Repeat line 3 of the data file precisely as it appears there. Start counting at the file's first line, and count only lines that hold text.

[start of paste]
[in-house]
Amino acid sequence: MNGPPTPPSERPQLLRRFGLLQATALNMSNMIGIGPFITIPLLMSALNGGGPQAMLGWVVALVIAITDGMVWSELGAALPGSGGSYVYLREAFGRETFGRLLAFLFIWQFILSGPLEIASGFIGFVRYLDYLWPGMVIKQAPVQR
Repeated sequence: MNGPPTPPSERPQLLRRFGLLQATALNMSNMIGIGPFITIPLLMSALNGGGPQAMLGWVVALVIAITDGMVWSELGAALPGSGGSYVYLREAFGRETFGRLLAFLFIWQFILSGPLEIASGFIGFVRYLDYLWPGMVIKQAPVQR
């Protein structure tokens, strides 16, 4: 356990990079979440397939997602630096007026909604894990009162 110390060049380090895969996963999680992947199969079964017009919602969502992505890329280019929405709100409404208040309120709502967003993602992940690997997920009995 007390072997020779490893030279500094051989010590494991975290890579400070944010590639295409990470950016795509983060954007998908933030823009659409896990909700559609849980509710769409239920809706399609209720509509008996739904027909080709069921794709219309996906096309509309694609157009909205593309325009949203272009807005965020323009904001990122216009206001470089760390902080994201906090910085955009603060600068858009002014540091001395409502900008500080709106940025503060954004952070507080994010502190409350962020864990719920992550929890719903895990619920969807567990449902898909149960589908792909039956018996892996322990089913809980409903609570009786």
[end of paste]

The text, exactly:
Repeated sequence: MNGPPTPPSERPQLLRRFGLLQATALNMSNMIGIGPFITIPLLMSALNGGGPQAMLGWVVALVIAITDGMVWSELGAALPGSGGSYVYLREAFGRETFGRLLAFLFIWQFILSGPLEIASGFIGFVRYLDYLWPGMVIKQAPVQR